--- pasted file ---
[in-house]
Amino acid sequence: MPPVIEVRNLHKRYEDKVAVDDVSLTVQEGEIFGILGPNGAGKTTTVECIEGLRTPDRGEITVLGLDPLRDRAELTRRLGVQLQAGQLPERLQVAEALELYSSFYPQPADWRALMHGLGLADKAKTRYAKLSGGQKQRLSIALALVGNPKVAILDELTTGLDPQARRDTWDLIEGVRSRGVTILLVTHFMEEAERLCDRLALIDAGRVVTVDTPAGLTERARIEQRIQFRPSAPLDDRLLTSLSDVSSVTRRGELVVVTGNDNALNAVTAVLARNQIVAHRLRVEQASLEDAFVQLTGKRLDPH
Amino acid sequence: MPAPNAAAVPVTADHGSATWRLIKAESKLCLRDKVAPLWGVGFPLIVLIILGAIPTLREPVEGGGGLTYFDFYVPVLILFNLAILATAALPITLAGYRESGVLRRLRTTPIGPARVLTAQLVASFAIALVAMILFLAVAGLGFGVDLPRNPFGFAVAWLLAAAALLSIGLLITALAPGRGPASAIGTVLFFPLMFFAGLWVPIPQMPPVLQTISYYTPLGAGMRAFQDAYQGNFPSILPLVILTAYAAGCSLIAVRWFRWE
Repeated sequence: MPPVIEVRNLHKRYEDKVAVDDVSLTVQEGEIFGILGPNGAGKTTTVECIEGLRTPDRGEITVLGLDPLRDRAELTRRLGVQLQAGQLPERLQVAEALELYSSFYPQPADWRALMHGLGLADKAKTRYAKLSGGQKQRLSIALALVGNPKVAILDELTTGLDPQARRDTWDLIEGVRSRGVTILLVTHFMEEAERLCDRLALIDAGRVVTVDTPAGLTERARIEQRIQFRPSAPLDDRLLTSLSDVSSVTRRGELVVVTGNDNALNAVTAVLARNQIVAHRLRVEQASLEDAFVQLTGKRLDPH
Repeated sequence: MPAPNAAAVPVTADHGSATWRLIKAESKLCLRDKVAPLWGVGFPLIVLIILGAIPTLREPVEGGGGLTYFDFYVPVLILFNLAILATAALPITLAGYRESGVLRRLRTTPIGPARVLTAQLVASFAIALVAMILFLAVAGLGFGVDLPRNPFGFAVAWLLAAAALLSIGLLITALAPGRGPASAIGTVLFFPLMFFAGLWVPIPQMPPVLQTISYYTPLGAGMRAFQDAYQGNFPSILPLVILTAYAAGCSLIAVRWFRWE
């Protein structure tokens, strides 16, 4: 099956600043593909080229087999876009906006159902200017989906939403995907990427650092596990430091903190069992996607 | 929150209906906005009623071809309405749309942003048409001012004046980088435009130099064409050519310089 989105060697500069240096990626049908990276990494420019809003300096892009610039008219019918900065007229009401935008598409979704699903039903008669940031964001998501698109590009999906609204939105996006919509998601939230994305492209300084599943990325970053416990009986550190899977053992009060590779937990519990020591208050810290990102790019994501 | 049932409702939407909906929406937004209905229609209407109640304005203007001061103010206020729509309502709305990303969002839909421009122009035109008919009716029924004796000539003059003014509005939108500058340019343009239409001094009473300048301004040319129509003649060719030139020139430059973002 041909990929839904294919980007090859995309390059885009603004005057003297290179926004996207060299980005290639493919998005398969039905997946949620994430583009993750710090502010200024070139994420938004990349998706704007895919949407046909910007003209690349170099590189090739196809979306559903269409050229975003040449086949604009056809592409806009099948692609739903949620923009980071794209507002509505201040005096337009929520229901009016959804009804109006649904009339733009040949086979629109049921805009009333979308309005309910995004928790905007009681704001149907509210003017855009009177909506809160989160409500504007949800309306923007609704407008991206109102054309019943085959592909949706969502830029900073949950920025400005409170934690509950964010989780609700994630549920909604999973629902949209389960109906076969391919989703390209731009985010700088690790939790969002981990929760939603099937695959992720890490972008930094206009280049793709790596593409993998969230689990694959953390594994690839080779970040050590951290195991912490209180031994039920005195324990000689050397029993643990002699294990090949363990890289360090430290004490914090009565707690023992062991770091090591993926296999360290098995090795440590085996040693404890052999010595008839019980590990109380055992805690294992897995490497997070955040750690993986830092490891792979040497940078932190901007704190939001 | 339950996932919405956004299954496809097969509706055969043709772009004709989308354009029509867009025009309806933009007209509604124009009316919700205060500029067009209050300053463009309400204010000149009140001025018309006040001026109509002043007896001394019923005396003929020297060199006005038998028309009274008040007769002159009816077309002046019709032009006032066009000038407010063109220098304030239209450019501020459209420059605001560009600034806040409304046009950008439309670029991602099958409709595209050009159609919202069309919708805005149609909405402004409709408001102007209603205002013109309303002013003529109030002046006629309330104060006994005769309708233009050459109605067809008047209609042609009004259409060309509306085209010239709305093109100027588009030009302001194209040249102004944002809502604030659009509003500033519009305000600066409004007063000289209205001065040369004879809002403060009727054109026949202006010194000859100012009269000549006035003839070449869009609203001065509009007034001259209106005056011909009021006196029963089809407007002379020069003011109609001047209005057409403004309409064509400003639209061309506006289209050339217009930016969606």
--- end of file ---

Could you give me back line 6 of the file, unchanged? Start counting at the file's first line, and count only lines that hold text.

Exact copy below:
């Protein structure tokens, strides 16, 4: 099956600043593909080229087999876009906006159902200017989906939403995907990427650092596990430091903190069992996607 | 929150209906906005009623071809309405749309942003048409001012004046980088435009130099064409050519310089 989105060697500069240096990626049908990276990494420019809003300096892009610039008219019918900065007229009401935008598409979704699903039903008669940031964001998501698109590009999906609204939105996006919509998601939230994305492209300084599943990325970053416990009986550190899977053992009060590779937990519990020591208050810290990102790019994501 | 049932409702939407909906929406937004209905229609209407109640304005203007001061103010206020729509309502709305990303969002839909421009122009035109008919009716029924004796000539003059003014509005939108500058340019343009239409001094009473300048301004040319129509003649060719030139020139430059973002 041909990929839904294919980007090859995309390059885009603004005057003297290179926004996207060299980005290639493919998005398969039905997946949620994430583009993750710090502010200024070139994420938004990349998706704007895919949407046909910007003209690349170099590189090739196809979306559903269409050229975003040449086949604009056809592409806009099948692609739903949620923009980071794209507002509505201040005096337009929520229901009016959804009804109006649904009339733009040949086979629109049921805009009333979308309005309910995004928790905007009681704001149907509210003017855009009177909506809160989160409500504007949800309306923007609704407008991206109102054309019943085959592909949706969502830029900073949950920025400005409170934690509950964010989780609700994630549920909604999973629902949209389960109906076969391919989703390209731009985010700088690790939790969002981990929760939603099937695959992720890490972008930094206009280049793709790596593409993998969230689990694959953390594994690839080779970040050590951290195991912490209180031994039920005195324990000689050397029993643990002699294990090949363990890289360090430290004490914090009565707690023992062991770091090591993926296999360290098995090795440590085996040693404890052999010595008839019980590990109380055992805690294992897995490497997070955040750690993986830092490891792979040497940078932190901007704190939001 | 339950996932919405956004299954496809097969509706055969043709772009004709989308354009029509867009025009309806933009007209509604124009009316919700205060500029067009209050300053463009309400204010000149009140001025018309006040001026109509002043007896001394019923005396003929020297060199006005038998028309009274008040007769002159009816077309002046019709032009006032066009000038407010063109220098304030239209450019501020459209420059605001560009600034806040409304046009950008439309670029991602099958409709595209050009159609919202069309919708805005149609909405402004409709408001102007209603205002013109309303002013003529109030002046006629309330104060006994005769309708233009050459109605067809008047209609042609009004259409060309509306085209010239709305093109100027588009030009302001194209040249102004944002809502604030659009509003500033519009305000600066409004007063000289209205001065040369004879809002403060009727054109026949202006010194000859100012009269000549006035003839070449869009609203001065509009007034001259209106005056011909009021006196029963089809407007002379020069003011109609001047209005057409403004309409064509400003639209061309506006289209050339217009930016969606």